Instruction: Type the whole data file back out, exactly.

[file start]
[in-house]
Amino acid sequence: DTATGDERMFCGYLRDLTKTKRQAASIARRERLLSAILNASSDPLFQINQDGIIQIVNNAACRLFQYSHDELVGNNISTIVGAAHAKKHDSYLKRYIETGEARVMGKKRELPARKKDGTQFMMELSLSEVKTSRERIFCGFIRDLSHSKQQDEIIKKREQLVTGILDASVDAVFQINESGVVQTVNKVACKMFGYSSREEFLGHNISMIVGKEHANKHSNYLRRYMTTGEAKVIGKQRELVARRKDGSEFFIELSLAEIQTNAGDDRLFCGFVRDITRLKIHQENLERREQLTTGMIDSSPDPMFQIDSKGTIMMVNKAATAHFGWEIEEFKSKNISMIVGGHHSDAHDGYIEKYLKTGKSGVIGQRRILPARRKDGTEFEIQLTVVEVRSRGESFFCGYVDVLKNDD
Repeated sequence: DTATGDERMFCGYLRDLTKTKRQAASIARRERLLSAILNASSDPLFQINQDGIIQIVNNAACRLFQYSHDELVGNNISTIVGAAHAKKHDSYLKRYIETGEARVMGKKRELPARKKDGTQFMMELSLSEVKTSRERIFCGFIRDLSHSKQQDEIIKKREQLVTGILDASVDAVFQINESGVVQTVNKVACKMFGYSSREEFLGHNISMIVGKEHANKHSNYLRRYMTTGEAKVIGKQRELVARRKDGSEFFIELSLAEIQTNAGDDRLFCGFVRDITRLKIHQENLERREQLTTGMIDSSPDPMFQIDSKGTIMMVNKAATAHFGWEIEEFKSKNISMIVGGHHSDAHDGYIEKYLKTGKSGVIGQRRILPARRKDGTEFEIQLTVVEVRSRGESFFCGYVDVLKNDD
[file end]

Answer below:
[in-house]
Amino acid sequence: DTATGDERMFCGYLRDLTKTKRQAASIARRERLLSAILNASSDPLFQINQDGIIQIVNNAACRLFQYSHDELVGNNISTIVGAAHAKKHDSYLKRYIETGEARVMGKKRELPARKKDGTQFMMELSLSEVKTSRERIFCGFIRDLSHSKQQDEIIKKREQLVTGILDASVDAVFQINESGVVQTVNKVACKMFGYSSREEFLGHNISMIVGKEHANKHSNYLRRYMTTGEAKVIGKQRELVARRKDGSEFFIELSLAEIQTNAGDDRLFCGFVRDITRLKIHQENLERREQLTTGMIDSSPDPMFQIDSKGTIMMVNKAATAHFGWEIEEFKSKNISMIVGGHHSDAHDGYIEKYLKTGKSGVIGQRRILPARRKDGTEFEIQLTVVEVRSRGESFFCGYVDVLKNDD
Repeated sequence: DTATGDERMFCGYLRDLTKTKRQAASIARRERLLSAILNASSDPLFQINQDGIIQIVNNAACRLFQYSHDELVGNNISTIVGAAHAKKHDSYLKRYIETGEARVMGKKRELPARKKDGTQFMMELSLSEVKTSRERIFCGFIRDLSHSKQQDEIIKKREQLVTGILDASVDAVFQINESGVVQTVNKVACKMFGYSSREEFLGHNISMIVGKEHANKHSNYLRRYMTTGEAKVIGKQRELVARRKDGSEFFIELSLAEIQTNAGDDRLFCGFVRDITRLKIHQENLERREQLTTGMIDSSPDPMFQIDSKGTIMMVNKAATAHFGWEIEEFKSKNISMIVGGHHSDAHDGYIEKYLKTGKSGVIGQRRILPARRKDGTEFEIQLTVVEVRSRGESFFCGYVDVLKNDD